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Contributions of Indian Ocean Sea Surface Temperatures to Enhanced East African Rainfall

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  • 1 Climate Change Research Centre, University of New South Wales, Sydney, New South Wales, Australia
  • | 2 Department of Oceanography, University of Cape Town, Rondebosch, Cape Town, South Africa
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Abstract

Links between extreme wet conditions over East Africa and Indian Ocean sea surface temperatures (SST) are investigated during the core of the so-called short rain season in October–November. During periods of enhanced East African rainfall, Indian Ocean SST anomalies reminiscent of a tropical Indian Ocean dipole (IOD) event are observed. Ensemble simulations with an atmospheric general circulation model are used to understand the relative effect of local and large-scale Indian Ocean SST anomalies on above-average East African precipitation. The importance of the various tropical and subtropical IOD SST poles, both individually and in combination, is quantified. In the simulations, enhanced East African “short rains” are predominantly driven by the local warm SST anomalies in the western equatorial Indian Ocean, while the eastern cold pole of the tropical IOD is of lesser importance. The changed East African rainfall distribution can be explained by a reorganization of the atmospheric circulation induced by the SST anomalies. A reduction in sea level pressure over the western half of the Indian Ocean and converging wind anomalies over East Africa lead to moisture convergence and increased convective activity over the region. The pattern of large-scale circulation changes over the tropical Indian Ocean and adjacent landmasses is consistent with an anomalous strengthening of the Walker cell. The seasonal cycle of various indices related to the SST and the atmospheric circulation in the equatorial Indian Ocean are examined to assess their potential usefulness for seasonal forecasting.

Corresponding author address: Caroline Ummenhofer, Climate Change Research Centre, University of New South Wales, Sydney, NSW 2052, Australia. Email: c.ummenhofer@unsw.edu.au

Abstract

Links between extreme wet conditions over East Africa and Indian Ocean sea surface temperatures (SST) are investigated during the core of the so-called short rain season in October–November. During periods of enhanced East African rainfall, Indian Ocean SST anomalies reminiscent of a tropical Indian Ocean dipole (IOD) event are observed. Ensemble simulations with an atmospheric general circulation model are used to understand the relative effect of local and large-scale Indian Ocean SST anomalies on above-average East African precipitation. The importance of the various tropical and subtropical IOD SST poles, both individually and in combination, is quantified. In the simulations, enhanced East African “short rains” are predominantly driven by the local warm SST anomalies in the western equatorial Indian Ocean, while the eastern cold pole of the tropical IOD is of lesser importance. The changed East African rainfall distribution can be explained by a reorganization of the atmospheric circulation induced by the SST anomalies. A reduction in sea level pressure over the western half of the Indian Ocean and converging wind anomalies over East Africa lead to moisture convergence and increased convective activity over the region. The pattern of large-scale circulation changes over the tropical Indian Ocean and adjacent landmasses is consistent with an anomalous strengthening of the Walker cell. The seasonal cycle of various indices related to the SST and the atmospheric circulation in the equatorial Indian Ocean are examined to assess their potential usefulness for seasonal forecasting.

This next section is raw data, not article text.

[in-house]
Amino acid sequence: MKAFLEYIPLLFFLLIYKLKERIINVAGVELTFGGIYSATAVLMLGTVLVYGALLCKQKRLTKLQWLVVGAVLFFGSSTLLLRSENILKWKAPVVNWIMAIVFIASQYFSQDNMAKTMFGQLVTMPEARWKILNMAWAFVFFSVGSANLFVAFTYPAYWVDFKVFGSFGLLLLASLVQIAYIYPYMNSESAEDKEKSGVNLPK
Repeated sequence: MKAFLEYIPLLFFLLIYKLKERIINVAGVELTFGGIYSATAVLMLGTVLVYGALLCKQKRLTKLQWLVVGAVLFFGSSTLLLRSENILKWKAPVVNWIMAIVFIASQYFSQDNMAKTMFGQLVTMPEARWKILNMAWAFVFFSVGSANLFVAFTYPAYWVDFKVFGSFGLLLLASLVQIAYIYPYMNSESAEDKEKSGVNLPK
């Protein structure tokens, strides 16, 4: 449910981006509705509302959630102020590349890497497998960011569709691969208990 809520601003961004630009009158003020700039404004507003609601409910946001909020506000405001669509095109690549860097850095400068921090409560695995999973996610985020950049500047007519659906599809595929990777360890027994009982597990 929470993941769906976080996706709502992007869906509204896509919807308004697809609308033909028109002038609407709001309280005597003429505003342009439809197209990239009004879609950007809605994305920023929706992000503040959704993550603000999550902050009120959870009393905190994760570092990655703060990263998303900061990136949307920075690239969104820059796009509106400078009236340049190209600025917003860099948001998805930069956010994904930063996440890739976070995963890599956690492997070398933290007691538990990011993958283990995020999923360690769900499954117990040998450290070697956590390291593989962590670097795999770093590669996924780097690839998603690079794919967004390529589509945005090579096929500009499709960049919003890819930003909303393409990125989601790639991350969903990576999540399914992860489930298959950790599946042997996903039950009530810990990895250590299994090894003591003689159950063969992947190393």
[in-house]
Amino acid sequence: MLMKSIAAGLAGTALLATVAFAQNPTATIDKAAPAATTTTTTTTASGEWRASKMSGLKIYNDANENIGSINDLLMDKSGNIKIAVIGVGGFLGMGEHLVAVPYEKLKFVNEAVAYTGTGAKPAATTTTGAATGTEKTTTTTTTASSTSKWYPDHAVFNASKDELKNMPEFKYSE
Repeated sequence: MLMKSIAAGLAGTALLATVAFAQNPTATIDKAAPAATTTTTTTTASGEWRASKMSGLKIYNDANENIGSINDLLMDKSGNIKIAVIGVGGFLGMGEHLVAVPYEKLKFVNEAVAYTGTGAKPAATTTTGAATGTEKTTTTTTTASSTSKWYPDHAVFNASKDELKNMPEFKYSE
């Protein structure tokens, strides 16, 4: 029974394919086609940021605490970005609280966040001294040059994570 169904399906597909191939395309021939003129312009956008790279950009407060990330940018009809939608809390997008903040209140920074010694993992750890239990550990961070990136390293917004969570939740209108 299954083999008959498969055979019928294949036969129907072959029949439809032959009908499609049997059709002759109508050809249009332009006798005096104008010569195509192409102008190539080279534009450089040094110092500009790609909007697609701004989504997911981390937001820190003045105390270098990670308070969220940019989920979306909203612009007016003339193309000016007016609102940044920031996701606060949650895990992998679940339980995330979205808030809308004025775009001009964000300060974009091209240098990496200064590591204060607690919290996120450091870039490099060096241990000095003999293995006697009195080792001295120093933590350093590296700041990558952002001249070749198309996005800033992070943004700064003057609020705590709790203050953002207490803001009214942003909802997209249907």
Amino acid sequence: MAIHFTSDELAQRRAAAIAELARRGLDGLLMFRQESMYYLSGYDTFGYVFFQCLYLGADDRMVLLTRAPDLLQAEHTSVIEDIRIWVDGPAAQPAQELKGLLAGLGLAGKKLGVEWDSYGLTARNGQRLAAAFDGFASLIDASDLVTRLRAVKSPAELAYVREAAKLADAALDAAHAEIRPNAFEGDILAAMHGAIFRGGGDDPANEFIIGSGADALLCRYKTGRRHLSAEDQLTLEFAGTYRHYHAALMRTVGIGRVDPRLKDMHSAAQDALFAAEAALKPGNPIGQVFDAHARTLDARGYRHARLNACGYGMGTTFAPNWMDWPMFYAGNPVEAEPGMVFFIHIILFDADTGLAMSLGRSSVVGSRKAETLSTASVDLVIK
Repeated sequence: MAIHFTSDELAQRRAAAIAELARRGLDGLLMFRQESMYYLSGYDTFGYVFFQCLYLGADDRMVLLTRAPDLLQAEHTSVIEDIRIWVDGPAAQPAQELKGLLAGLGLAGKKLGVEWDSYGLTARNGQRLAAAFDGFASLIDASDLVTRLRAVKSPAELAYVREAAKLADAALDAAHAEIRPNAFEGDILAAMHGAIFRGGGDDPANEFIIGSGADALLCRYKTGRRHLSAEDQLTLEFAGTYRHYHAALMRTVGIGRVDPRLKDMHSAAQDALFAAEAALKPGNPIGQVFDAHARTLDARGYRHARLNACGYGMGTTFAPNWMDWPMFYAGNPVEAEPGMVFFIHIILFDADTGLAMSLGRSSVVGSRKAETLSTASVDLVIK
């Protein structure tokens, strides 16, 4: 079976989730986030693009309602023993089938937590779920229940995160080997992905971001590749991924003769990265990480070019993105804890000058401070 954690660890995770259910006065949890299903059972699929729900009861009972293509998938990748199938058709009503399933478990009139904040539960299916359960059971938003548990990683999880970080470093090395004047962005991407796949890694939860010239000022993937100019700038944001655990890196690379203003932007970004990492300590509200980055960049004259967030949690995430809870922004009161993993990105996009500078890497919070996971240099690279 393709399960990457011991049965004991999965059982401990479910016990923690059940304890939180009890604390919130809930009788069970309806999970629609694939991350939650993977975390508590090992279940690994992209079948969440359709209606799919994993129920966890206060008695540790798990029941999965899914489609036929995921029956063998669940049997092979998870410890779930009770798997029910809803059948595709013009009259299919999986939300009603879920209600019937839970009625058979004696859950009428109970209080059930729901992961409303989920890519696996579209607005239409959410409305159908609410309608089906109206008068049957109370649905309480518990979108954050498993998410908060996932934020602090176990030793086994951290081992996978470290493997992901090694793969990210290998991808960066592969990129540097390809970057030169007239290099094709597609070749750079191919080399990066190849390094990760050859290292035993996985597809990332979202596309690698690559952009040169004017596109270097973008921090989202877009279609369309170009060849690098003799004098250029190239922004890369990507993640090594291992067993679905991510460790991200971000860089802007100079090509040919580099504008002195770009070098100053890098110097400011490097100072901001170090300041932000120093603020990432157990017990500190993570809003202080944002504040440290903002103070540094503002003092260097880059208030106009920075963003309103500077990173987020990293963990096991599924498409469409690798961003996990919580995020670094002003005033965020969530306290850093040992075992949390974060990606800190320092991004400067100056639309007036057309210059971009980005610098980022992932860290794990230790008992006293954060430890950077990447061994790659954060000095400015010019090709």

Corresponding author address: Caroline Ummenhofer, Climate Change Research Centre, University of New South Wales, Sydney, NSW 2052, Australia. Email: c.ummenhofer@unsw.edu.au

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